Shrink wrap is a widely used packaging option comprising of polymer plastic film that shrinks when heat is applied to it. On shrinking the film conforms to the shape of the product being packaged, totally enclosing it and securing it tightly. Shrink wrapping services can provide skilled support staff, different shrink wrapping equipment to cater to a large range of products and package sizes. They would be able to provide a wide variety of gauges and widths best suited for packaging your products. Through their continuous investment in new equipment, they would be able to provide the latest in shrink wrap packaging capabilities. A better understanding of the different shrink wraps and their properties would help you to choose the correct wrap and services provider for your packaging needs.
Types of Shrink Wrap
The three main types of shrink wrap available in the market are polyvinyl chloride (PVC) shrink wrap, polyolefin (POF) shrink wrap, and polyethylene (PE) shrink wrap. Each wrap type has different capabilities and characteristics and the choice of wrap depends on what product is being packaged. All wraps can be individually used to co-extrude into multilayer wraps and further enhanced with different additives to provide specific protective properties to improve the shelf-life or appearance of the product.
Polyvinyl Chloride (PVC) Shrink Wrap
PVC shrink wrap is a lightweight, thin, pliable, and inexpensive packing material. It was the most commonly used shrink wrap used in the world but is being steadily replaced by polyolefin (POF) shrink wrap due to the various health issues associated with the creation, incineration, and sustainability of this material. It shrinks only in one direction and is highly resistant to tearing or puncturing. This wrap leaves carbon deposits on sealing components of the packaging machinery. The PVC shrink wrap hardens in cold conditions and softens under hot conditions thus hampering the strength of the seal and the plastic.
The presence of chloride in the shrink wrap prevents it from being used for the packaging of edible products. The usage of this shrink wrap causes the emission of toxic fumes during heating and sealing, making it necessary to be used in well-ventilated areas. It has strict disposal standards and due to its chemical composition and harmful by-products released during its creation, and decomposition, PVC has been banned in many countries.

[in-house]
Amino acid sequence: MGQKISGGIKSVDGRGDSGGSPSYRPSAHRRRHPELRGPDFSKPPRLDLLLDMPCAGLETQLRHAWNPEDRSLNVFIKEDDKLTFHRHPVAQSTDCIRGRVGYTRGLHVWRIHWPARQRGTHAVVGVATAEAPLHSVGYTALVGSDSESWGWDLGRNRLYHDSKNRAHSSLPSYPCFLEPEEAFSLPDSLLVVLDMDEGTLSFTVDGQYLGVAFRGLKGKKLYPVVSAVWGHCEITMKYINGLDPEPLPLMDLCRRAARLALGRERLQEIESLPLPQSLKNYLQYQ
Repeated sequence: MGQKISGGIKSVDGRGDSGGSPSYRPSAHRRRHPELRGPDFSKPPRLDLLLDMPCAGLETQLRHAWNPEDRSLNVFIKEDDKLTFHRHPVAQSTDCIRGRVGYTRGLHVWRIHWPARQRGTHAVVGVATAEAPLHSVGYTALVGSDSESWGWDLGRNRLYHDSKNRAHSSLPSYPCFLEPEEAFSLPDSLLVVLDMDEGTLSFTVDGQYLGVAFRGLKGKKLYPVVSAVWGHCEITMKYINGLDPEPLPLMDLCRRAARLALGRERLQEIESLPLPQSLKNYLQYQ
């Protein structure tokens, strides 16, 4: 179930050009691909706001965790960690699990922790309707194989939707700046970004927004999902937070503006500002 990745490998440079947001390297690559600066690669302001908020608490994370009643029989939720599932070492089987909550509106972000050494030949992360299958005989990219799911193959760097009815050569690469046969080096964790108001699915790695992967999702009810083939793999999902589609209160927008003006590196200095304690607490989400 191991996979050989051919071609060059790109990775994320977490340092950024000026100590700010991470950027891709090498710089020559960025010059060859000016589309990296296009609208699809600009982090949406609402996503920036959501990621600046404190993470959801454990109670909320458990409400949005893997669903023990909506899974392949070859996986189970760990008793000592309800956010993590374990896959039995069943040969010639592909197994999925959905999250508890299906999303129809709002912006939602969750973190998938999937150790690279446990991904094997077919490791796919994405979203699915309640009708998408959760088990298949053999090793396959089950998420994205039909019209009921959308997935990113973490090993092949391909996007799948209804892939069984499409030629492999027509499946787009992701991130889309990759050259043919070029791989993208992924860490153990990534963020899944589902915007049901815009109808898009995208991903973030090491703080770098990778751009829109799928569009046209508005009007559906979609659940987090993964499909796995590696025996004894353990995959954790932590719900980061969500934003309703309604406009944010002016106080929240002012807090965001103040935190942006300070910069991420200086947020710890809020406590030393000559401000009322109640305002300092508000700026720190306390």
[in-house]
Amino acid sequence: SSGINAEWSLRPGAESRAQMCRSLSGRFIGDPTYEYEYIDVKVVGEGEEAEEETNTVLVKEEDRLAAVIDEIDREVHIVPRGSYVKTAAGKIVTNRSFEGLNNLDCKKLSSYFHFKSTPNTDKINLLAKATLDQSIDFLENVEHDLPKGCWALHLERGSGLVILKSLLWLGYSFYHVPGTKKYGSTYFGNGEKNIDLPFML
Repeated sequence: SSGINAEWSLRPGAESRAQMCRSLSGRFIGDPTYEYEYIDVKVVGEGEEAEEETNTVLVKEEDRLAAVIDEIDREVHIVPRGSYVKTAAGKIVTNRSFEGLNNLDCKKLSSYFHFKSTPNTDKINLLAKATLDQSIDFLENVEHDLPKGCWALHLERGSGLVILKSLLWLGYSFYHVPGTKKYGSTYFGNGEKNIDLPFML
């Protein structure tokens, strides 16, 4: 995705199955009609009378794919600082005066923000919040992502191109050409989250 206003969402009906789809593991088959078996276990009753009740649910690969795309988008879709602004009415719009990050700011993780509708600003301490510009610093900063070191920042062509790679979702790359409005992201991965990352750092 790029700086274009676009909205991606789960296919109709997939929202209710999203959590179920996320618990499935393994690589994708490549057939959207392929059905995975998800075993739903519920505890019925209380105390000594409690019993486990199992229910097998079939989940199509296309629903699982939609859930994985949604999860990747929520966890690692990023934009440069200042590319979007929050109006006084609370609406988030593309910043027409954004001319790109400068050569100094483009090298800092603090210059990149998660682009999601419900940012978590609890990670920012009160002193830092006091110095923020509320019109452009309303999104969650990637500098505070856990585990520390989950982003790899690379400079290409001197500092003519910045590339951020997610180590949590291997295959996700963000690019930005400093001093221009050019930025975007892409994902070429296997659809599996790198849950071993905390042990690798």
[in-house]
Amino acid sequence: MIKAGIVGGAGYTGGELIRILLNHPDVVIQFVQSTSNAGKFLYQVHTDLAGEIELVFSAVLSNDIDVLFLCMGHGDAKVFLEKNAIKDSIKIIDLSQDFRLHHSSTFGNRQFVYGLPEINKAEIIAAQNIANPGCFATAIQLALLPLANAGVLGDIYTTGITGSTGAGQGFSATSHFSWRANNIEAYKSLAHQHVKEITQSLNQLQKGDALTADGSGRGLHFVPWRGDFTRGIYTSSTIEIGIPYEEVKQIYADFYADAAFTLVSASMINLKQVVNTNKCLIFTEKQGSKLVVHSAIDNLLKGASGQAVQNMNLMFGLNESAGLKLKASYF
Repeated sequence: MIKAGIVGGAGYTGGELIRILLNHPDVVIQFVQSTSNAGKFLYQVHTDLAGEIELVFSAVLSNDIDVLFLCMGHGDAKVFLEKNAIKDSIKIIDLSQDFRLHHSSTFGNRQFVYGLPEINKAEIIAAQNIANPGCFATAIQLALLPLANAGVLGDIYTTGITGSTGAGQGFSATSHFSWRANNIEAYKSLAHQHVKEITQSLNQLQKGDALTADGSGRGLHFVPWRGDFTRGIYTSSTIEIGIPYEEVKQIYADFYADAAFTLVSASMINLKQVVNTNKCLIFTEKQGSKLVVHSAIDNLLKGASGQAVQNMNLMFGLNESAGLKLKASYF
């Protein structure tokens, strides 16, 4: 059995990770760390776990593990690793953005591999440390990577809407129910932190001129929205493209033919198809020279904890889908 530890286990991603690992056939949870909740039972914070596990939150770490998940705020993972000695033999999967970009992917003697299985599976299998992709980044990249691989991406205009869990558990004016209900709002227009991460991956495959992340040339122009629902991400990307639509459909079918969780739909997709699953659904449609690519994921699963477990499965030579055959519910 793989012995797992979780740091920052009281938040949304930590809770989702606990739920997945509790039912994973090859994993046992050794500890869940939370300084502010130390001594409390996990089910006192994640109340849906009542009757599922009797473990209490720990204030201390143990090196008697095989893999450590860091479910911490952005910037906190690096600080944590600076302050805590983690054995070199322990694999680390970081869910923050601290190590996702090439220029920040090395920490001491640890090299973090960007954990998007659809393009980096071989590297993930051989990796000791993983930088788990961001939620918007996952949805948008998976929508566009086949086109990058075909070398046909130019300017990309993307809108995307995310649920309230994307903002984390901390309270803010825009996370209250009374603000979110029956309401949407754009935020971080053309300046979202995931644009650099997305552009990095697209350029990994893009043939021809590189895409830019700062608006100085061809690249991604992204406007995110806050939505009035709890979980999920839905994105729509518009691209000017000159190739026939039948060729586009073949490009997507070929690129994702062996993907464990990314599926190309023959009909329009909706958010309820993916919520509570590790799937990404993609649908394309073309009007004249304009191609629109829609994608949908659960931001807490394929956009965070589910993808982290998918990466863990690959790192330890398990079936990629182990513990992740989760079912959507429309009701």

Polyolefin (POF) Shrink Wrap
Polyolefin shrink wrap is an extremely durable and versatile material. It has become the preferred choice for packaging products for both edible and non-edible products. Polyolefin materials are available with different characteristics, including the cross-linked wrap. The cross-linked wrap is created when irradiation is applied to standard polyolefin shrink film. This wrap provides increased puncture resistance, seal strength, and clarity. It also leaves fewer residues on shrink wrapping machines. Polyolefin can be stored in a wide range of temperatures without affecting the durability of the packaging. It is made up of 100 per cent recyclable materials.
Polyolefin is more expensive than PVC shrink wrap and in some instances, tiny holes need to be added to the wrap before application to allow air to escape during the shrinking process. There are pre-perforated shrink wraps also available for this purpose. Machine compatibility is also a significant drawback for POF shrink wrap.
Polyethylene (PE) Shrink Wrap
Polyethylene is a stronger and more durable type of wrap that is mostly used for industrial applications.
Polyethylene is created when ethylene is added to polyolefin during the polymerization process. Polyethylene wrap can reach a gauge thickness of up to 1200 and are also printable. There are different forms of polyethylene but the most common among them are LDPE or Low-density Polyethylene, LLDPE or Linear Low-density Polyethylene, and HDPE or High-density polyethylene. They each have various industrial applications with LDPE form most commonly used for shrink film packaging.
PE shrink wrap does not have a high shrink rate, usually around 20 per cent, and it has significantly lower clarity when compared to the other wraps. PE requires more prolonged heat exposure to shrink fully and is not conducive for packaging heat-sensitive products.
Thorough knowledge of the different types of shrink wrap available in the market can help you to decide the correct choice for your requirements. It is always best to partner with a shrink wrapping services provider to help you with custom packaging solutions that match your business needs.